Chase Paymentech Reviews
Chase Paymentech has become a global leader in the payment processing industry because they provide the dual services of establishing merchant relationships and handling payments. By cutting out the need to work with an acquiring bank, the company has eliminated the middleman, which has resulted in streamlined service and higher revenues. Founded in 1985 as Chase Merchant Services, the company adopted its current name after merging with Paymentech, Inc. In addition to their American branch headquartered in Dallas, Chase Paymentech also has a successful Canadian branch. Chase Paymentech reviews from customers across the world are overwhelmingly positive.
Working With Chase Paymentech
In 2013, Chase Paymentech processed more than 35 billion transactions for 280,000 merchants totaling $750 billion USD. For such a sizable company, you’d expect to find a range of positive and negative Chase Paymentech reviews online, but consumer complaints are actually trending downward as the business expands. Chase Paymentech receives far fewer complaints than corporations half its size, and its success is owed to a team of highly professional sales reps and independent agents.
The biggest benefits of working with Chase Paymentech from a merchant perspective is that they reduce the burdens of running a business. Filling both the roles of an acquirer and a payment processor allows them to offer superior service at lower rates. If you’re considering establishing a relationship with Chase Paymentech, avoid sub-ISOs that resell their services. Instead, approach the company directly so that you can receive all of the terms you’re entitled to.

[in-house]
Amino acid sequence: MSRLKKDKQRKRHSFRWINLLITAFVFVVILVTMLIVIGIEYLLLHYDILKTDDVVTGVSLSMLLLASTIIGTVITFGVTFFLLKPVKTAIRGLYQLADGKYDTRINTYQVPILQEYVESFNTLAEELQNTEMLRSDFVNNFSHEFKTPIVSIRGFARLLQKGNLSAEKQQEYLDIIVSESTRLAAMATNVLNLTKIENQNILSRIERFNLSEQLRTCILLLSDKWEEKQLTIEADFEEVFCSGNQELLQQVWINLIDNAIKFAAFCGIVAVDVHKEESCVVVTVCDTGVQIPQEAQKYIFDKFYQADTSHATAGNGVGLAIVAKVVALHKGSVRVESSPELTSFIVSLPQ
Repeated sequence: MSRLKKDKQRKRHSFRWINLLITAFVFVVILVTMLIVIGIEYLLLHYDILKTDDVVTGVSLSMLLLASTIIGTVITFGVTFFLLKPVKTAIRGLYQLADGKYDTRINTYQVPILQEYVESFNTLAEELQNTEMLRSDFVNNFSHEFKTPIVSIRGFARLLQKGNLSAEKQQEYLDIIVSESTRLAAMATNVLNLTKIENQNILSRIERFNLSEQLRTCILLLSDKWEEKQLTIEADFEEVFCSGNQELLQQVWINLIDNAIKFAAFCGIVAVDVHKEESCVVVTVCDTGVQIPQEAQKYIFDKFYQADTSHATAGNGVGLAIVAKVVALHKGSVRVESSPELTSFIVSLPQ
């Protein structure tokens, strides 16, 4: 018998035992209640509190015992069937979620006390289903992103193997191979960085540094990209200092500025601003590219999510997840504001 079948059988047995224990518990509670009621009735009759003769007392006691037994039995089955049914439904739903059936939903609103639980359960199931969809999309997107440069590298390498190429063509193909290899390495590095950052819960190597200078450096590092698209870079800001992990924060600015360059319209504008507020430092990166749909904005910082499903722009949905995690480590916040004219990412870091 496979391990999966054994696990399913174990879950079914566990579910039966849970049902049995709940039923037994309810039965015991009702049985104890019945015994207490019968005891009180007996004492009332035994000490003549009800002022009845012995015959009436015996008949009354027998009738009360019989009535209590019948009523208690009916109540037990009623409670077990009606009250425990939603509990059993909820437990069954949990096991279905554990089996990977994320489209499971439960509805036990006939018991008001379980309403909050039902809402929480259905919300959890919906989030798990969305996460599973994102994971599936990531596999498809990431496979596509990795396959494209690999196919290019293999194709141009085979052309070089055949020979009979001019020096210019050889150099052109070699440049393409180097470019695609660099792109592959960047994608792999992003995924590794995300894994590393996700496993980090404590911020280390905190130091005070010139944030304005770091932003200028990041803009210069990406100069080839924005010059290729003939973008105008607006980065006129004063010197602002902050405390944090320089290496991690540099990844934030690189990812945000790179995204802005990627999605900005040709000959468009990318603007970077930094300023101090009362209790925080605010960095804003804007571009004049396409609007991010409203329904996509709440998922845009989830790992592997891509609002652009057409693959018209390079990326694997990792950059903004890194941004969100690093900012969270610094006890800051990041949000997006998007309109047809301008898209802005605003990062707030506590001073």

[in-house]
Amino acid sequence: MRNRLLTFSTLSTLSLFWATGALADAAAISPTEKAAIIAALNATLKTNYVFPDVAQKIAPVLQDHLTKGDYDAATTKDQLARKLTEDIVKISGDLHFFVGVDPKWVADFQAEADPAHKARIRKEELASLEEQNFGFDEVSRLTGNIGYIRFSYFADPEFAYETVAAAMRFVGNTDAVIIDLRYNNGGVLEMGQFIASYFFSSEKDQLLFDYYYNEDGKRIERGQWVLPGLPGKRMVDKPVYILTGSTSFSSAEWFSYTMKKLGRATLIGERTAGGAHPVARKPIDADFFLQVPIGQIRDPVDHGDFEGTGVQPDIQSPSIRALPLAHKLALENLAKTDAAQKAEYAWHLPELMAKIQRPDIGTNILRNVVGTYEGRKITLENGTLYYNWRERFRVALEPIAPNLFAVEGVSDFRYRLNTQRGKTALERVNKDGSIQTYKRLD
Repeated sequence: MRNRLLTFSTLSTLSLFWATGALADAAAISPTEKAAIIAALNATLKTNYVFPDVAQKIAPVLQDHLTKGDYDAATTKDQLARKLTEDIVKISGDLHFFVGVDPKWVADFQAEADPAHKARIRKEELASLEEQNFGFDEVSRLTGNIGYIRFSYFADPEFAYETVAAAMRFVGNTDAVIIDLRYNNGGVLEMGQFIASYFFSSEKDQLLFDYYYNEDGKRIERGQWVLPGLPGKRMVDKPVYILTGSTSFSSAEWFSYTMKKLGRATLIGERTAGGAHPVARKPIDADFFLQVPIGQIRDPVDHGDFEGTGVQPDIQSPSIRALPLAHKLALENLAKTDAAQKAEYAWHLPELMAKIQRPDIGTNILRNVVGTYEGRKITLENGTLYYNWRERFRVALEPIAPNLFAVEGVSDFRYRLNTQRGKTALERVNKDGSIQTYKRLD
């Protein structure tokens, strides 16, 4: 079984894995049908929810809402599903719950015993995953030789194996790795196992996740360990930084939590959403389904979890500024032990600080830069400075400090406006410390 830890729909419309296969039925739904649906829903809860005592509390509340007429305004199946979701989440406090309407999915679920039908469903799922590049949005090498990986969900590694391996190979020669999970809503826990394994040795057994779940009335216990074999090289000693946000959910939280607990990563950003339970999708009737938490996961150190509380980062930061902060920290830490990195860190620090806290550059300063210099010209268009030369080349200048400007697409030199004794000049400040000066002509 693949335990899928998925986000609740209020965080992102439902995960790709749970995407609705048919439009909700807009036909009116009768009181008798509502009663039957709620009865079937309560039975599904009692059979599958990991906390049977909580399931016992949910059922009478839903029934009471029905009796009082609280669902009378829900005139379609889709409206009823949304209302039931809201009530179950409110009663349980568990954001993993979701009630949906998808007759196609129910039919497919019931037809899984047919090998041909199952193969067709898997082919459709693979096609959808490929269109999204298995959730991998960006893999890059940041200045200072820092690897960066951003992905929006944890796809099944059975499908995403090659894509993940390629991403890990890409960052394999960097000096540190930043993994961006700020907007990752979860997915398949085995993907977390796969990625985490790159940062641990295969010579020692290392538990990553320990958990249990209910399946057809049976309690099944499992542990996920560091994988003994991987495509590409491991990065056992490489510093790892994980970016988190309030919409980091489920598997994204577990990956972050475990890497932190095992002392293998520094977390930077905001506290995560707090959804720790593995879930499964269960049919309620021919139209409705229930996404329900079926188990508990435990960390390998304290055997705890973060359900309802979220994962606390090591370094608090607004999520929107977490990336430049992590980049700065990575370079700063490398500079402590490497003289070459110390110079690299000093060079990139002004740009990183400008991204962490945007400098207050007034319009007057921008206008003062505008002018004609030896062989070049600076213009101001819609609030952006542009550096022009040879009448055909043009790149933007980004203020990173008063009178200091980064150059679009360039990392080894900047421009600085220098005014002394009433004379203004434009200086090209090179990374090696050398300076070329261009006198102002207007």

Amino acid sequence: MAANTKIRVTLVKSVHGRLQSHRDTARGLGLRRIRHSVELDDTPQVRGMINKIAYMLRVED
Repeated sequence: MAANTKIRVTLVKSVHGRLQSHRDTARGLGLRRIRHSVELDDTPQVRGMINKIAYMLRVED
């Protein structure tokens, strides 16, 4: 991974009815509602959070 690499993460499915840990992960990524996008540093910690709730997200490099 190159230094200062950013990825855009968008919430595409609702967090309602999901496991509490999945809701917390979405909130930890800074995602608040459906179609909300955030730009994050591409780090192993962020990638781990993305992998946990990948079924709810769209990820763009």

While Chase Paymentech has a stellar reputation, they may not be able to provide the same degree of personal attention to customers that smaller processors offer. Nonetheless, merchants rave about their technical support and their interchange-plus pricing model.
Chase Paymentech Products and Services
Chase Paymentech currently offers the following products and services:
- Merchant accounts
- Virtual terminals
- Equipment rentals and sales
- Support for NFC-based transactions such as Apple Pay
- Online reporting
- Mobile processing
- Touch-tone processing
- PayPal processing
- Level II & Level III business processing
- Gift card functionality
- Recurring payments and account updating
- International payments
In 2015, the company won the Judges’ Choice Award for Best E-Commerce Platform/Gateway at the Card Not Present Awards. Their Future Proof terminals are equipped to process all of the newest payment methods including chip-enabled cards, PayPal and mobile wallets that allow customers to pay by simply tapping their smartphone. The Chase Mobile Checkout POS app and card reader allow merchants to process payments and track reporting via their own phones. When internet technology fails, clients can even use Chase Paymentech’s touch-tone processing service to accept payments via a regular telephone. Chase Paymentech also offers traditional credit card machine rentals, which many merchants find to be much more appealing than the non-cancellable equipment leases that other companies offer. Furthermore, Chase Paymentech lets merchants accept payments in over 120 currencies, which is vital for businesses with customers from all over the globe
Chase Paymentech Rates and Fees
Chase Paymentech is very transparent with their rates and fees, which are listed on the company’s website. As of mid-2016, all qualified credit, debit and rewards card transactions are subject to a fee of 1.65 percent plus $.25 when using existing equipment.
Non-qualified transactions may carry higher rates, but Chase Paymentech strives to make it easy for merchants to understand their processing fees and keep track of monthly spending. For example, they provide a how-to guide for reading customer statements, so merchants know exactly what they are being charged. The company also offers interchange-plus plans and seasonal downtime, yet their website doesn’t include detailed information about these services, so prospective clients should inquire directly about these services.
Some processors that are less forthcoming with their payment structure advertise flat rates, yet they tack on hidden fees. Chase Paymentech clients do not have this problem, nor do they have to pay the additional PCI compliance fees that other companies charge.